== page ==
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In the 10th century, the nomadic Khitan, with their Liao dynasty, became the most dominant power in East Asia, posing enormous threats to the Chinese Song dynasty in the south. Based on an analysis of the traditional Chinese world view, this paper examines the two opposing views of the Song Chinese about their Khitan neighbours in the north. The Song Chinese acknowledged the military prowess of the Khitan and thus advocated flexible diplomatic policies based on realistic observation and careful assessment, demonstrated by the diplomatic parity set by the Treaty of Chanyuan in 1005. In the meantime, many held firm belief in their cultural superiority over the “barbarians”, which derived from the tradition of a cultural sino-centrism. The Song looked for Confucian sources to justify their concession by turning their attention to the cultivation of virtue and were confident that they were the centre of culture and civilisation.

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Unlike their Han Chinese counterparts who were mainly sequestered to the inner quarters, many imperial Khitan women of the Liao 遼 (907–1125) were not only active in state affairs, but they even rode astride and led their own armies to fight on battlefield. This article aims to investigate the lives and political careers of Empress Dowagers Yingtian and Chengtian, who ruled the empire as de facto sovereigns on behalf of their husbands and sons for over fifty years, by focusing particularly on how they proved themselves as capable horsewomen and what strategies have they employed in order to gain access to power and to accomplish their ambitions. Such warrior women, exercising leadership and exhibiting personal bravery, drew their strength from their Inner Asian steppe traditions and therefore established themselves as another type of queenship in Chinese history.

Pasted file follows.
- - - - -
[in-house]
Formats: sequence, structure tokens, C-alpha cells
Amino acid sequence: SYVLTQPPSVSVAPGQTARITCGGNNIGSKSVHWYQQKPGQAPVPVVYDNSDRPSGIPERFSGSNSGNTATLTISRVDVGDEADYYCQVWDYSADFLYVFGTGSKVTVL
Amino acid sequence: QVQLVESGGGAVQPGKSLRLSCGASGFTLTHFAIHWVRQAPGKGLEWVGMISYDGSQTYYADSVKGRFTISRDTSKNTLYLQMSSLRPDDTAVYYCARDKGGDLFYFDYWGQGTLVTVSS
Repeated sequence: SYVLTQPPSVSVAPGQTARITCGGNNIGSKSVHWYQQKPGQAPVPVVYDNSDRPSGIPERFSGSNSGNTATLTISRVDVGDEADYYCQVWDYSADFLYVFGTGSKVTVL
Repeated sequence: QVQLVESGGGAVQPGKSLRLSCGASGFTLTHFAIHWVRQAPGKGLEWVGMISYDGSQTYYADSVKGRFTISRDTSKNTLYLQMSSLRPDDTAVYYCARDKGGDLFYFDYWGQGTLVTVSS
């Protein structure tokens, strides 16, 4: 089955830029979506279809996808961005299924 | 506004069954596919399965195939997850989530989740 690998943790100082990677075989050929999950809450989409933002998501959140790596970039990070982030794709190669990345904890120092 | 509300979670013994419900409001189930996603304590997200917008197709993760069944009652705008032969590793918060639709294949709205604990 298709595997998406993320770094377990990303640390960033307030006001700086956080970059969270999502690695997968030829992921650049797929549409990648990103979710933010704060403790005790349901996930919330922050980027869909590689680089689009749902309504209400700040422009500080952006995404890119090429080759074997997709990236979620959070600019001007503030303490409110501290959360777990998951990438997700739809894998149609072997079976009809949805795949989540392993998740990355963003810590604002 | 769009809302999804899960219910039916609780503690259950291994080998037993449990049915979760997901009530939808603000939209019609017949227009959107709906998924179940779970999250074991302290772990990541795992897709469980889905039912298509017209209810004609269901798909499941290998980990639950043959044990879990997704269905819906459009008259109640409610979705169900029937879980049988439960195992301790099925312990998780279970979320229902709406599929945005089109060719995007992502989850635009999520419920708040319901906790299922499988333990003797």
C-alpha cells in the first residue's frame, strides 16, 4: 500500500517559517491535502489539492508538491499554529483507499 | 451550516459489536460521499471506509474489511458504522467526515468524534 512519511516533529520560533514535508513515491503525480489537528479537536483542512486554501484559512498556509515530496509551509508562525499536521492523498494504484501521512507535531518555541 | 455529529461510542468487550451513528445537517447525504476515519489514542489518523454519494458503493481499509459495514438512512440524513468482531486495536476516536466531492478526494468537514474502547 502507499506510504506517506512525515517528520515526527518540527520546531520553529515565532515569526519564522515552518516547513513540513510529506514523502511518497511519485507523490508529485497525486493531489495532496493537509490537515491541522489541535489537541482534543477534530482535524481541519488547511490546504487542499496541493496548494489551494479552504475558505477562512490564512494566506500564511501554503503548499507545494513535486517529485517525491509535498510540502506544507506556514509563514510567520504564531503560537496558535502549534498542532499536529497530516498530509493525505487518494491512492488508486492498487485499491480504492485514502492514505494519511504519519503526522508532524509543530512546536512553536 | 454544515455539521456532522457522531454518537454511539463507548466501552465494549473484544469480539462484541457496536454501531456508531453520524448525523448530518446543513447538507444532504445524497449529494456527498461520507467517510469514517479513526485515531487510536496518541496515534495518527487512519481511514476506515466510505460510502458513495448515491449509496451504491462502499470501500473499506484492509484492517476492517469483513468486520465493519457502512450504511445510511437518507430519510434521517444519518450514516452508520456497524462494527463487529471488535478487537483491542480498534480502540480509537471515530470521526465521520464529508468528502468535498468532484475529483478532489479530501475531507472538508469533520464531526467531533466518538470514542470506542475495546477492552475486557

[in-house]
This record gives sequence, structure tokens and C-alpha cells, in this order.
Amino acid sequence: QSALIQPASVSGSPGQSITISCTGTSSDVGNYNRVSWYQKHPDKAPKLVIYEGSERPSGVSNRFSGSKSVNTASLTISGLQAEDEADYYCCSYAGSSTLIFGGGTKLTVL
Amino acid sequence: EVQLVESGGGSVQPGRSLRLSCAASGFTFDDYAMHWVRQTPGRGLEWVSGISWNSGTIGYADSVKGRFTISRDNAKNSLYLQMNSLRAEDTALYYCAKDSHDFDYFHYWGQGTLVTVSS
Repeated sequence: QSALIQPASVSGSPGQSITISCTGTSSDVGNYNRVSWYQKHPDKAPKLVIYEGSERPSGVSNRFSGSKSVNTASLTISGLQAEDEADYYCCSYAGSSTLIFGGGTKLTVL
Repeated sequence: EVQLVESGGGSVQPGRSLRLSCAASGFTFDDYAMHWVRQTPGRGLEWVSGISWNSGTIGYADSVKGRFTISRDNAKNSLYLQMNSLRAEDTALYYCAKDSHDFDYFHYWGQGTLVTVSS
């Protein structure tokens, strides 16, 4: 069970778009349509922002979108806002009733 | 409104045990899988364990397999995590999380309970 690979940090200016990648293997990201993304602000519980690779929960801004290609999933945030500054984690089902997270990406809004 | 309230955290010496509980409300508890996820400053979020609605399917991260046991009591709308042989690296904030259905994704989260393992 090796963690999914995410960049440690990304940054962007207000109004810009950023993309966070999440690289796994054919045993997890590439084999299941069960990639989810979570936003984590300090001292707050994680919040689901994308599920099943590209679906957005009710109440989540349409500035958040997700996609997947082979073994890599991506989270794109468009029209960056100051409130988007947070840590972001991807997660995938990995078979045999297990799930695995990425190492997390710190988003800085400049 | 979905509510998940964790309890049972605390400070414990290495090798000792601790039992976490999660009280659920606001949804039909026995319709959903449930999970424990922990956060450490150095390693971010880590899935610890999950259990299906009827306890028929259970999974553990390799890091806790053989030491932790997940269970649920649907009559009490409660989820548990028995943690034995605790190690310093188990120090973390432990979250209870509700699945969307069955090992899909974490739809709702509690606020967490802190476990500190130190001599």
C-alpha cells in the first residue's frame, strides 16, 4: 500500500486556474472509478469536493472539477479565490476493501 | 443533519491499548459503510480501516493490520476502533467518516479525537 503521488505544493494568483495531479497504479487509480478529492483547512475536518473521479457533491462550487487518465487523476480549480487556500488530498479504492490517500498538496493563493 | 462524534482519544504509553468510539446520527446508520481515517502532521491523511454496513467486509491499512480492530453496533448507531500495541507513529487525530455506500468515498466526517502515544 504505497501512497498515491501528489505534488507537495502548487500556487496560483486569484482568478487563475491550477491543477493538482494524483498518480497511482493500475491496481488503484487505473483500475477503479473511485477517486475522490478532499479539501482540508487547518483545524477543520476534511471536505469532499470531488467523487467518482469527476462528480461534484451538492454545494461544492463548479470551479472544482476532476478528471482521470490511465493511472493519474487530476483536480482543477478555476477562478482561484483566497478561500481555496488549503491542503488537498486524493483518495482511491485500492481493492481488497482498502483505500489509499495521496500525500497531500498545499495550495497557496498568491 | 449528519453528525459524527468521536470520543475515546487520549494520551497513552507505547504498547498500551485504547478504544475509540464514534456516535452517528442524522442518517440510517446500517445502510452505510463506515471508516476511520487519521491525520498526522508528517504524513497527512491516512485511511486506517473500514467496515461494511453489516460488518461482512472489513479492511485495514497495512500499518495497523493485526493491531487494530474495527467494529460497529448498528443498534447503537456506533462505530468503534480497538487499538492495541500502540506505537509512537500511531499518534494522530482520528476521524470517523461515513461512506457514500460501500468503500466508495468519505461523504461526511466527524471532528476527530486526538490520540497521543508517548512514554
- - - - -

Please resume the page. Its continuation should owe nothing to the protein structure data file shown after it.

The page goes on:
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Acta Orientalia Academiae Scientiarum Hungaricae
Authors: Peter Zieme, Zoltán Szombathy, and Hang Lin
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Journal of Radioanalytical and Nuclear Chemistry
Authors: Shyh-Jen Wang, Tsai-Yueh Lo, Bor-Tsung Hsieh, Kai-Yuan Cheng, Wan-Yu Lin, Lie-Hang Shen, and Ming-Ja Su
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Cereal Research Communications
Authors: H.Q. Zhao, L. Wang, J. Hong, X.Y. Zhao, X.H. Yu, L. Sheng, C.Z. Hang, Y. Zhao, A.A. Lin, W.H. Si, and F.S. Hong

Salt stress impaired Mn imbalance and resulted in accumulation of ROS, and caused oxidative stress to plants. However, very little is known about the oxidative damage of maize roots caused by exposure to a combination of both salt stress and Mn deprivation. Thus the main aim of this study was to determine the effects of a combination of salt stress and Mn deprivation on antioxidative defense system in maize roots. Maize plants were cultivated in Hoagland’s media. They were subjected to 80 mM NaCl administered in the Mn-present Hoagland’s or Mn-deficient Hoagland’s media for 14 days. The findings indicated that the growth and root activity of maize seedlings cultivated in a combination of both salt stress and Mn deprivation were significantly inhibited; the compatible solute accumulation, malondialdehyde, carbonyl, 8-OHdG, and ROS were higher than those of the individual salt stress or Mn deprivation as expected. Nevertheless, the antioxidative enzymes such as superoxide dismutase, ascorbate peroxidase, glutathione reductase, glutathione-S-transferase and antioxidants such as ascorbic acid, glutathione and thiol were lower than those of the individual salt stress or Mn deprivation. In view of the fact that salt stress impaired Mn nutrition of maize seedlings, the findings suggested that Mn deprivation at the cellular level may be a contributory factor to salt-induced oxidative stress and related oxidative damage of maize roots.

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